The Father of European Beekeeping

more than a year ago
Born in Breznica in 1734, Anton Janša developed an interest in painting from a young age. He shared this interest, or possibly established it, along with his two brothers. Despite their illiteracy, they all packed up and went off to Vienna to enrol at the engraving school there. Now, only one of the brothers would graduate and further their work in the art, but Anton would go on to make his name in a different field, that of beekeeping. He was no stranger to bees. His family had a history of beekeeping, and his father had over 500 hives at home. Discussions about beekeeping would dominate talk at the tavern with all the local farmers. By 1769 he had entered full time work as a beekeeper, and in what seems like something of a meteoric rise he became the first royally appointed teacher of apiculture for all of the Austrian-owned lands.

Janša’s duties were fairly simple, but important nonetheless. He kept the bees in the imperial gardens, but his main task was to travel around the land presenting his bee observations, and he had plenty of them. He came to change the size and shape of the hive, meaning they could be stacked upon each other like blocks. He also used his experience as a painter and decorated the fronts of hives, which were previously bland and uninspiring. He would write two books in German during his work at the court, entitled ‘Discussion in Beekeeping’ and ‘A Full Guide to Beekeeping’. His bee lectures were famous throughout the lands, and he popularised the method of smoking bees out of their hives for the honey. He would die in Vienna in 1773, of typhus.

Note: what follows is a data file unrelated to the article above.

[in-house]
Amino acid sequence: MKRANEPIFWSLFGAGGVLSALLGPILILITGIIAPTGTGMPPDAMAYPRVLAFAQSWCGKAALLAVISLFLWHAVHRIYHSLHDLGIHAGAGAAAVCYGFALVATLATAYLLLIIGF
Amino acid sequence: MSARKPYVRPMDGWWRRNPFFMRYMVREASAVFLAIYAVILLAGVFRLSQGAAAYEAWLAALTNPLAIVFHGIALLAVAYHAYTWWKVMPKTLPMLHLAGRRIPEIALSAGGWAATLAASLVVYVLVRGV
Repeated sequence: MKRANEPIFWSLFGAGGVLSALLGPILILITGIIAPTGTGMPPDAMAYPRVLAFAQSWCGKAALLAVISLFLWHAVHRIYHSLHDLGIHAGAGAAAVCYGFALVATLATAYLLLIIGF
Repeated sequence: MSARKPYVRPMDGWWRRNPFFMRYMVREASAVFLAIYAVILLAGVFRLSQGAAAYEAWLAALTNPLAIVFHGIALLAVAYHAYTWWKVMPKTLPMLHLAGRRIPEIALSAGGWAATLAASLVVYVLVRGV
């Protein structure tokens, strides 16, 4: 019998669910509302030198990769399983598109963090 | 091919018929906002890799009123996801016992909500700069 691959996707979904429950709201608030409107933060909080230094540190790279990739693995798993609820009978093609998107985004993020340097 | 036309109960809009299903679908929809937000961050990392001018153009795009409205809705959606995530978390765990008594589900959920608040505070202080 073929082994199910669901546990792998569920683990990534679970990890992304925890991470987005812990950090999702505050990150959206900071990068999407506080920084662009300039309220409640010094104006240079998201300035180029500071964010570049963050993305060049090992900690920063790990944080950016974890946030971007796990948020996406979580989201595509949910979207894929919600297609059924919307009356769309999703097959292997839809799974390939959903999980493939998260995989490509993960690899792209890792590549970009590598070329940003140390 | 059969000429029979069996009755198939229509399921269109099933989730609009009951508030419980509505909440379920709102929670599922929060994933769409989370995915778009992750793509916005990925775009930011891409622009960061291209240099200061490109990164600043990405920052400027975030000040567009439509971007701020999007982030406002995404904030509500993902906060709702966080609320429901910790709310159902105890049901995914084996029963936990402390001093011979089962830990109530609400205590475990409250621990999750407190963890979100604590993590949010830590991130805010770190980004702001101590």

His work was influential enough to be considered the only resource for those in the Austrian empire who studied apiculture following his death, and he is considered one of the fathers of European apiculture. The 19th century saw further developments in apiculture, and although the 20th century would see us push on our attempts to eradicate the bee, the art is still practiced today. Slovenia is the only country that officially protects its national bee no less, and Janša would probably be very happy with this fact.


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